Given the new-found importance of the commons in current political discourse, it has become increasingly necessary to explore the democratic, institutional, and legal implications of the commons for global governance today. This book analyses and explores the ground-breaking model of the commons and its relation to these debates.
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Edited by Colin Fenwick and Valérie Van Goethem
This book offers a critical reflection on the operation and effects of labour regulation. It articulates the broad goals and extensive potential for it to contribute to inclusive development, while also considering the limits of some areas of regulation and governance.
A Multidisciplinary Analysis
Edited by Jan Wouters, Antoon Braekman, Matthias Lievens and Emilie Bécault
Globalization needs effective global governance. The important question of whether this governance can also become democratic is, however, the subject of a political and academic debate that began only recently. This multidisciplinary book aims to move this conversation forward by drawing insights from international relations, political theory, international law and international political economy. Focusing on global environmental, economic, security and human rights governance, it sheds new light on the democratic deficit of existing global governance structures, and proposes a number of tools to overcome it.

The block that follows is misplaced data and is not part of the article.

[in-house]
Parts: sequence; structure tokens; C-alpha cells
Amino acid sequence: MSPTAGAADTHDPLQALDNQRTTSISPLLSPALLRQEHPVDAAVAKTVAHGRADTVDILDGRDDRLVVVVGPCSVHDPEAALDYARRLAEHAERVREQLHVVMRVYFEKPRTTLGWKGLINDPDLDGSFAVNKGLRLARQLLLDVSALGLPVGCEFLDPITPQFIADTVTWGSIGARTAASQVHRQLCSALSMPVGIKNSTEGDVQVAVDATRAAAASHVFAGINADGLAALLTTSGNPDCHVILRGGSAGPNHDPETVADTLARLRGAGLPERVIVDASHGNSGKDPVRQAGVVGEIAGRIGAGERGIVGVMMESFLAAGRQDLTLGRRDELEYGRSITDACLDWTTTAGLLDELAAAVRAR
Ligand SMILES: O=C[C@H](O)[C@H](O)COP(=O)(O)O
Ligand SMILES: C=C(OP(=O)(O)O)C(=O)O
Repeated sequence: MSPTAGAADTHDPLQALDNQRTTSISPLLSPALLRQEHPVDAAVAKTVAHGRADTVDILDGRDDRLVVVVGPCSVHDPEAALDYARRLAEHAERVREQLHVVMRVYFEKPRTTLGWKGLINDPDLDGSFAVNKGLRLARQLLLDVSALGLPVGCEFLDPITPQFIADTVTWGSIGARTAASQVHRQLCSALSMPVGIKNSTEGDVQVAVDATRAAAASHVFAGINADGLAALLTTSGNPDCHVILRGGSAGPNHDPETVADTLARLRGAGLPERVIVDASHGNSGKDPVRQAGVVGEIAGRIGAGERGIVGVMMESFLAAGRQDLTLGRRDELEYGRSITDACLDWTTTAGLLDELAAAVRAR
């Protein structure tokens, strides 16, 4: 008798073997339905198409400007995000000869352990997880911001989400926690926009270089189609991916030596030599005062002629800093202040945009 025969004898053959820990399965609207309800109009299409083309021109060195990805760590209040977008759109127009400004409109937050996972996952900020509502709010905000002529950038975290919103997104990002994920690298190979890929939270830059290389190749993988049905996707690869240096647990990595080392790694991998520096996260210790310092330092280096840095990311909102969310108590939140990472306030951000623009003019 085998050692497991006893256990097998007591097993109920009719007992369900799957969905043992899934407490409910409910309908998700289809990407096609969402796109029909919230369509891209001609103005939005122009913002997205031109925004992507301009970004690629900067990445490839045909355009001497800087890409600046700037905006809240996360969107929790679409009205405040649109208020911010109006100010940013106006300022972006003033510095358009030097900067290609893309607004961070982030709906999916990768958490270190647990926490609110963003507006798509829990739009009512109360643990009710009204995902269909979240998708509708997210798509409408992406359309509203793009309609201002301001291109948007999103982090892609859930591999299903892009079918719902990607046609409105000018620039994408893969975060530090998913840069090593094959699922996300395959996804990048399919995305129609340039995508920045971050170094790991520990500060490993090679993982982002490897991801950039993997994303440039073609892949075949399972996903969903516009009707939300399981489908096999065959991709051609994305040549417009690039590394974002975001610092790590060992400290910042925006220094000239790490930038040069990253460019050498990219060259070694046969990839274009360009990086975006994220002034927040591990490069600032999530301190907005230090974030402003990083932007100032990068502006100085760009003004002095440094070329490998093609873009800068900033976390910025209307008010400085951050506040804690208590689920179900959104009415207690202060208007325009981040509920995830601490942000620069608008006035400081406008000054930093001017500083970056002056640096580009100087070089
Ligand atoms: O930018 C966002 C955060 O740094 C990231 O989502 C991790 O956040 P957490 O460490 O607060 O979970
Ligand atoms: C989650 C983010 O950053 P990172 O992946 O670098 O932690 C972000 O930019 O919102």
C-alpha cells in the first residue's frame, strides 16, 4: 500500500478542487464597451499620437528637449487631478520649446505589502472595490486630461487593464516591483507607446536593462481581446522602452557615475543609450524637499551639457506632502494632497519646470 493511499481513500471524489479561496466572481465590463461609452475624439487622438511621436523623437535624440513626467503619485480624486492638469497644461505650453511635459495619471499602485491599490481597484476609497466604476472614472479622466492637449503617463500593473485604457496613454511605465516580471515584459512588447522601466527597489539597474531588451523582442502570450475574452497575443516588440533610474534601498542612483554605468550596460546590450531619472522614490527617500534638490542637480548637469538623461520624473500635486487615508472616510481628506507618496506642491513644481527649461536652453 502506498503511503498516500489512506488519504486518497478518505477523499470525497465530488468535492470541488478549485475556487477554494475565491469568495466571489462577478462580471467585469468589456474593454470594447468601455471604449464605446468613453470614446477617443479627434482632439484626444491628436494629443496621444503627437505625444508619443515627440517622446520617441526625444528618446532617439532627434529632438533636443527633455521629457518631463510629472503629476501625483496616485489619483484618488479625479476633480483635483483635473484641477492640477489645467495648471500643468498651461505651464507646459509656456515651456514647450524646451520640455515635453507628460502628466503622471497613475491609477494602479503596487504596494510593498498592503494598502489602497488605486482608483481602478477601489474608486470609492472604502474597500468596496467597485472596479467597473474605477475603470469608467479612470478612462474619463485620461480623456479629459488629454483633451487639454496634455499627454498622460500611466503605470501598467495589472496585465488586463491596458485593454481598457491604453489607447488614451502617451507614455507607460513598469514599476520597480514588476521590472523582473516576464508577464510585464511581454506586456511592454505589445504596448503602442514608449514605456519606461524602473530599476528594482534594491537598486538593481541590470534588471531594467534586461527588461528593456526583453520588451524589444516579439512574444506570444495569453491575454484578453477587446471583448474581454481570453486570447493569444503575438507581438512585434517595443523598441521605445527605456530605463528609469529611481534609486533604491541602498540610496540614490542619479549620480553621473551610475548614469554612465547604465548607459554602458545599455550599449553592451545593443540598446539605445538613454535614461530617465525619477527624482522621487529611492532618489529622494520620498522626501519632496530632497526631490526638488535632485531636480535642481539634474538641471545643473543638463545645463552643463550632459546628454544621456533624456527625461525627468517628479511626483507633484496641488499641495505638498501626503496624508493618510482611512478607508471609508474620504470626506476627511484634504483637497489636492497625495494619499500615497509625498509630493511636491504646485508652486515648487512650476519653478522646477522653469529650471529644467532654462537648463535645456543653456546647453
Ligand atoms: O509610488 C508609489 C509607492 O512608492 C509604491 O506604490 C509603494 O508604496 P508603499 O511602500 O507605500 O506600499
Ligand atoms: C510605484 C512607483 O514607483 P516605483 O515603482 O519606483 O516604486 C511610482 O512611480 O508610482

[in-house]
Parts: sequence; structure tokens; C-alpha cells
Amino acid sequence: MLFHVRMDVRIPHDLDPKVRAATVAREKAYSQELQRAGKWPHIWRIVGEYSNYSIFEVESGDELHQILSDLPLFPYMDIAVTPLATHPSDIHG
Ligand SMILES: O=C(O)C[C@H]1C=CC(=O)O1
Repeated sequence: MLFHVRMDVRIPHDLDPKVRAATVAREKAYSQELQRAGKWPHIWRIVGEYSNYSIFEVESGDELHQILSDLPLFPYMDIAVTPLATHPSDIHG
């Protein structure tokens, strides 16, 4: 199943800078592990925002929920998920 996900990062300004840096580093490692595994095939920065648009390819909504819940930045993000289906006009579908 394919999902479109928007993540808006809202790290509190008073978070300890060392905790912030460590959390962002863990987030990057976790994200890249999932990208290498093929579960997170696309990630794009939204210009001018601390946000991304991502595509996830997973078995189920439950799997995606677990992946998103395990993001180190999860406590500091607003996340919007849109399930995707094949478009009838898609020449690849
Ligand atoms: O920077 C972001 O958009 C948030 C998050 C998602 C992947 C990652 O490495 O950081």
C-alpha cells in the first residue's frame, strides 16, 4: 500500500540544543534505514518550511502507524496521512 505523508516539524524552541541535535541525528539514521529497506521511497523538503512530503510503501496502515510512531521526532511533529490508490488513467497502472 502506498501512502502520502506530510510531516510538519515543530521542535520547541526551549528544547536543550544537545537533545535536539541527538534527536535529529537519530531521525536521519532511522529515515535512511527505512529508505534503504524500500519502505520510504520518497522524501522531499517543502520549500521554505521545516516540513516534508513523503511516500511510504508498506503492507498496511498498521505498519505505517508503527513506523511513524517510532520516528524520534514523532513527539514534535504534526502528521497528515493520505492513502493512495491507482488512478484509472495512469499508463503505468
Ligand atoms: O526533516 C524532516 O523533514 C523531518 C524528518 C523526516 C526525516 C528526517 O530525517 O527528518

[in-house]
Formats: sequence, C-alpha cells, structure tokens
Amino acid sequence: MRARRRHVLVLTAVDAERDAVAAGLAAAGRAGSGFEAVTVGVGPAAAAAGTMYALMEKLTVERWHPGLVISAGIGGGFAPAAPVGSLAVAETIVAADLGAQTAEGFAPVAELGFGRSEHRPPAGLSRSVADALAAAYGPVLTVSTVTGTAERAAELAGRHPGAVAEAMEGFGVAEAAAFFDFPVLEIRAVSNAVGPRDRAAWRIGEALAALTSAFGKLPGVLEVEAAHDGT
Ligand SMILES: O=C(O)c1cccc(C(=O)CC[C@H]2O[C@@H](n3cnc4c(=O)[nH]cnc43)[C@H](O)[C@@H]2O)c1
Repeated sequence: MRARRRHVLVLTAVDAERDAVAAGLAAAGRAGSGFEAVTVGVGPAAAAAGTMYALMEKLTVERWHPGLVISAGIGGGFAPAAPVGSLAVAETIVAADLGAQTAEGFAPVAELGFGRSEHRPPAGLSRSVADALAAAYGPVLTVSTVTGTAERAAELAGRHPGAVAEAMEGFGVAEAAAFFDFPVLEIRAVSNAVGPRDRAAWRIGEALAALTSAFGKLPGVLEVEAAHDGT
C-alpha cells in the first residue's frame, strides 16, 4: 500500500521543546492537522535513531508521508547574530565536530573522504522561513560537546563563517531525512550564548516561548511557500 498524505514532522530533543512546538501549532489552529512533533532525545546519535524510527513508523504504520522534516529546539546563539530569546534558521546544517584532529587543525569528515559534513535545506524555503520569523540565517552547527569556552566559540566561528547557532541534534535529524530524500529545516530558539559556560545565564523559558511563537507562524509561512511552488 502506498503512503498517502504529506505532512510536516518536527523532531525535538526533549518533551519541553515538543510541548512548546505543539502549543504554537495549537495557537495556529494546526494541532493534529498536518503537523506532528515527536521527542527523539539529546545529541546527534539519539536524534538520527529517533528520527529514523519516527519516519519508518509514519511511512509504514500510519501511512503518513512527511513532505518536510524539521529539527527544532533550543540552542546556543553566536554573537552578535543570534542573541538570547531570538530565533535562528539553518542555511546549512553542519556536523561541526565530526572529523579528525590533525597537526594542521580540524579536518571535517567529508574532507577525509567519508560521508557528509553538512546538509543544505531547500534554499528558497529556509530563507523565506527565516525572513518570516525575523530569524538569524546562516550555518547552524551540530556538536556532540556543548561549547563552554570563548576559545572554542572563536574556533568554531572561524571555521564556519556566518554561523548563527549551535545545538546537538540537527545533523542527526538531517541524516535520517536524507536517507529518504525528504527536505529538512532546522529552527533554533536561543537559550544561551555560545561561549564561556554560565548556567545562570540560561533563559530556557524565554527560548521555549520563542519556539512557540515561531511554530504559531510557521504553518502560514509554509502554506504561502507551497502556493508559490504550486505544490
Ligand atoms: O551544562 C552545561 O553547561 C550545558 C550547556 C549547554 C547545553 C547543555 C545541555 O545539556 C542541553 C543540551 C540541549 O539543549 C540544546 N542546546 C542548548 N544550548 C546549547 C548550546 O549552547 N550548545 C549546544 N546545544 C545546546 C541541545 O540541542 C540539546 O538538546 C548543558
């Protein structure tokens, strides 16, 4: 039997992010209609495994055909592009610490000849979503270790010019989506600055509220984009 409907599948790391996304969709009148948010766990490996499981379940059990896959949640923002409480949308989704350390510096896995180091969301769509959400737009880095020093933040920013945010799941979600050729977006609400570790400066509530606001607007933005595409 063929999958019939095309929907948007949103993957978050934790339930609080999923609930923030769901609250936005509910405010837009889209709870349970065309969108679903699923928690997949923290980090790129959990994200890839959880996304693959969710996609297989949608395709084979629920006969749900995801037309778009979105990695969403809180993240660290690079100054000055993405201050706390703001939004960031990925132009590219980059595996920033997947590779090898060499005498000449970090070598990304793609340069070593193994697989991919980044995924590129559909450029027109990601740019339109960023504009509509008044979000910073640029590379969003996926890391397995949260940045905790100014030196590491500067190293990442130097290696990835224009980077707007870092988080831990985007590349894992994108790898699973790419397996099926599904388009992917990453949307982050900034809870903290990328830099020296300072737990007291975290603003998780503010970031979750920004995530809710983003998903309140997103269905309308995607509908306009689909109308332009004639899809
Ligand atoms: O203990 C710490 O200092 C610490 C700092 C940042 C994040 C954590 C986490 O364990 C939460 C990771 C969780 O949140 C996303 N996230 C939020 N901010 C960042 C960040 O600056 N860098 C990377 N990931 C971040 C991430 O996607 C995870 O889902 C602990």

Edward J. Balleisen
This extensive research review conveys the leading scholarly ideas on modern regulatory governance since 1871. The review lays out the rationales for and critiques of technocratic governance in industrialized societies. It traces the evolution of regulatory institutions, highlighting the most recent era of globalization, deregulation, privatization and regulatory innovation before examining influential frameworks for understanding regulatory culture in action, assessing the impacts of regulatory policies, and explaining regulatory change.
Reframing Democratic Governance
This groundbreaking book analyses changing patterns of governance in modern democratic societies. Frank Vibert discusses how far we should be concerned about such changes and what we should be concerned about. Crucially, Vibert clarifies the status of regulation, revealing how regulation should be viewed, not only as a technique offering specific responses to particular policy problems, but also in its new role as the key mechanism for making adjustments between the different systems of coordination used in contemporary governance.